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Golf: Tiger catching detrimental for Tour players

Sunday, May 26, 2002

Ernie Els is not alone. Vijay Singh is just as culpable. So is Retief Goosen. They are all guilty of violating golf's most basic mantra.

Instead of playing to beat the golf course, they're playing to beat Tiger Woods.

So is everyone on the PGA Tour.

"I think that's the biggest problem on the tour at the moment -- the players -- especially the guys that consider themselves close to his level," Els said last week. "It happened to me again this year at the Masters."

Els, a two-time U.S. Open champion, was trying to catch Woods on the final day at Augusta National when he made a foolish mistake at the par-5 13th. Els drove his ball into the trees and azalea bushes on the left and, instead of punching his ball back into the fairway, tried to play a shot through a small opening.

Els ended up putting two balls in Rae's Creek and made triple-bogey 8. At the time, he was trailing Woods by three shots. Els finished six back.

Singh, trailing by four with four holes to play, did something similar at No. 15, hitting two balls in the water after laying up on the par-5 hole and making 9.

Those actions prompted Jack Nicklaus to say PGA Tour players would have more success against Woods if they stopped worrying what the world's No. 1 player was doing and started playing the golf course.

"I played a shot I shouldn't have played and played myself out of the tournament," Els said. "I think Jack is right. And I think that guys get kind of sucked into his game plan. And I'm sure [Woods] doesn't play myself or [Phil] Mickelson or the [other] players. I think he goes out there and he plays the golf course and plays to the best of his ability.

"And I think that's why there is such a big gap. I think guys have found themselves playing to his level, or not to his level, but trying to compete against him instead of against themselves or the golf course."

Trivia question

Three players with the letter 'z' in their last name have defeated Greg Norman in a playoff to win a major championship. Who are they? Answer at end.

Monty's home fans

Scotland's Colin Montgomerie does not seem to have a lot of supporters in the United States, but he gained a few in Europe after playing with a bad back and losing to Woods in a playoff at the Deutsch Bank-SAP Open in Germany last week.

Despite his ailing back, Montgomerie came right back four days later and shot a first-round 64 in the Volvo PGA Championship.

"I got a lot of support, which was nice, on the range," Montgomerie said. "Everyone comes up and says, well done, because we all know that, as a European player, it would have been good if I had won on Monday. It would be good for the Tour.

"As it was, it was a good effort against someone who, we all feel, is by far the best player that's playing the game right now. That was a good effort, especially the way I felt, and some of you were out watching me try to hit balls before I played on Monday. It wasn't very pretty. I was glad that I could compete against him.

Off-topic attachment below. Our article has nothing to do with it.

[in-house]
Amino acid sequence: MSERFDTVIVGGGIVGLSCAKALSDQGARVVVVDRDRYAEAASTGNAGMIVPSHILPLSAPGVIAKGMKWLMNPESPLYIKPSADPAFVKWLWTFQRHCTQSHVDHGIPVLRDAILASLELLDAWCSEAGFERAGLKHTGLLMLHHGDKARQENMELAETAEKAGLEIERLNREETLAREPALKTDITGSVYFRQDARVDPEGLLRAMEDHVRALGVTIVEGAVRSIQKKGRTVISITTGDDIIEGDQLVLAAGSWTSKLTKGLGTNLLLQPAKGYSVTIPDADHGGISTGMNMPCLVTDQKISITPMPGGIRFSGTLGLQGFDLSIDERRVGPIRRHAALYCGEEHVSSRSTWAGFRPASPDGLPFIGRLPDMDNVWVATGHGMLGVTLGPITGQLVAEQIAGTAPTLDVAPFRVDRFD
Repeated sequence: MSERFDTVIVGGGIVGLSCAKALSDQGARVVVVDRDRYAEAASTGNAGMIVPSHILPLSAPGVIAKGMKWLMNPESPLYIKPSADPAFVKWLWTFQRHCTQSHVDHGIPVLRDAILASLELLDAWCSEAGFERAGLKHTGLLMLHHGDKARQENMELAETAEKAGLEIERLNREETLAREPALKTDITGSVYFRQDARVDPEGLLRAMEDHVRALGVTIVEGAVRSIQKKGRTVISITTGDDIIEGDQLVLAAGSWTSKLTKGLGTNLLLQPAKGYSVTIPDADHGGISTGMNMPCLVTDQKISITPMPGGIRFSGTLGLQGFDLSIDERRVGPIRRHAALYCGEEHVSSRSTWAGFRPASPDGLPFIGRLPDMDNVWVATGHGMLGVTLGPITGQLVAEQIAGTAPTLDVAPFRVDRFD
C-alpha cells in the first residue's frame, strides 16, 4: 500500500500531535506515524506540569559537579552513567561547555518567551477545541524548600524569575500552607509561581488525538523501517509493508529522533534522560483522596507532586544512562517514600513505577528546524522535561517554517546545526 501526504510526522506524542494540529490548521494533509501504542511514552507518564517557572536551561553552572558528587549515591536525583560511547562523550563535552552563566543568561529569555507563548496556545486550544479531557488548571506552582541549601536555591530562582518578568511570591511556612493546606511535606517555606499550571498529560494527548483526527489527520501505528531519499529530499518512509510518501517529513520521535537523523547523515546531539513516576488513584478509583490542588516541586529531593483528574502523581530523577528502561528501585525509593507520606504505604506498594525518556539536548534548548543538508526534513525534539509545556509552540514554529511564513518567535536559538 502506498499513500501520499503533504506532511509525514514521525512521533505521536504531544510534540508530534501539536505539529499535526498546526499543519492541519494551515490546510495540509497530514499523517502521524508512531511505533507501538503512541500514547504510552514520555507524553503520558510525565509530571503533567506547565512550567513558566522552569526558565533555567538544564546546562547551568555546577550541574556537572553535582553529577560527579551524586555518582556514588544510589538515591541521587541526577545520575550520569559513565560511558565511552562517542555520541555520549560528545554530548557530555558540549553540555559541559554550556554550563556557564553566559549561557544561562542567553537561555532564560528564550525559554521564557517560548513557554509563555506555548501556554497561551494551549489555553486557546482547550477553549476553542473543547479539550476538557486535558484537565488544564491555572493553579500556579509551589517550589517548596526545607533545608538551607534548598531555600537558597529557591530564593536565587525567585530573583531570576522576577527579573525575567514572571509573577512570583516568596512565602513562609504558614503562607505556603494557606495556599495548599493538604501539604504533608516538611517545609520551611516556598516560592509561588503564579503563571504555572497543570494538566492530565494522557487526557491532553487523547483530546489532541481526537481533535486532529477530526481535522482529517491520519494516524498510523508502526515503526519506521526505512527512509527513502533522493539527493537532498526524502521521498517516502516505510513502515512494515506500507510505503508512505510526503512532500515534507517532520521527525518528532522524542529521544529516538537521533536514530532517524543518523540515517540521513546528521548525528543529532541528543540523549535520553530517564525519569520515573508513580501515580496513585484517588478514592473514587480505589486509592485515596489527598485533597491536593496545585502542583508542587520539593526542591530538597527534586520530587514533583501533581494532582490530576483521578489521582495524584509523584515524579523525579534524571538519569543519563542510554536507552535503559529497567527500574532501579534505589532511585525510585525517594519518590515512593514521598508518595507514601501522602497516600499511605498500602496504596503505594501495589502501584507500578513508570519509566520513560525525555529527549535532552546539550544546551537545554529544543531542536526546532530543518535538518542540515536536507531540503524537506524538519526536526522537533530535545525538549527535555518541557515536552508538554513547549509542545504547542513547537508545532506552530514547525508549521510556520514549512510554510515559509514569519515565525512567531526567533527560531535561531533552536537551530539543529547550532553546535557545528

"But, I must admit, the four 2-irons he hit on the last hole were probably the most impressive four shots I have ever seen in golf."

Snead memory

Rader Jewett was the head professional at Butler Country Club from 1935 to 1954, and he did more than win the West Penn Open in 1936.

Jewett beat Sam Snead three times to win the West Virginia Open in 1932, 1934 and 1935. In 1951, Jewett teamed with his son, Rodger, to win the West Penn Pro/Junior. The team they beat?

Deacon Palmer and his son, Arnie.

"He sure could play a lick," Snead once said of Jewett.

Snead, owner of a PGA Tour-record 81 career victories, died last week. He was 89.

Jewett died several months ago. He was 99.

Turf tip

Repairing ball marks on the green is essential because it prevents lasting scars and maintains the quality and appearance of the putting surface. Olde Stonewall superintendent Rich D'Ambrosio, a member of the Greater Pittsburgh Golf Course Superintendents Association, explains the proper procedure for fixing a mark:

Take a ballmark repair tool -- or preferably a knife, key, or golf tee -- and insert at the edges of the mark, not in the middle of the depression. Bring the edges together with a gentle twisting motion toward the center of the mark, trying not to tear the grass. Then, smooth the surface with your putter or foot. Repairing a ball mark incorrectly or carelessly may be as damaging as not repairing the ball mark at all.


John Daly on making the Ryder Cup team: "The only way I'll ever make a Ryder Cup team is when I'm captain. Then I can name myself to the team."

Dissa and data

Perry Graciano of Pittsburgh set the course record at Churchill Valley Country Club last week, shooting a 9-under 62. His round included nine birdies and no bogeys. Graciano's score was recorded from the white markers. He held the old club record -- 63 -- which he shot from the blue markers in July 2000.

The sale of golf bags, gloves and shoes dropped in March, according to Golf Datatech LLC, which tracks retail sales of golf products. Typically, that is a busy month for sales because golfers in the North and Northeast are getting ready for the season. However, the sale of irons -- at on-course pro shops and off-course retailers -- rose in the same month, according to Golf Datatech LLC.

Taylor Made has signed Loren Roberts to play its new Rossa putter. The agreement calls for Roberts to carry a Rossa tour staff bag.

ABC Sports will continue to televise the British Open for the next six years, through 2008, under an agreement the network reached with the Royal & Ancient Golf Club.

Trivia answer

Fuzzy Zoeller beat Norman in an 18-hole playoff at the 1984 U.S. Open, Larry Mize beat him on the second extra hole in the 1987 Masters and Paul Azinger won the 1993 PGA Championship in a playoff with the Shark.

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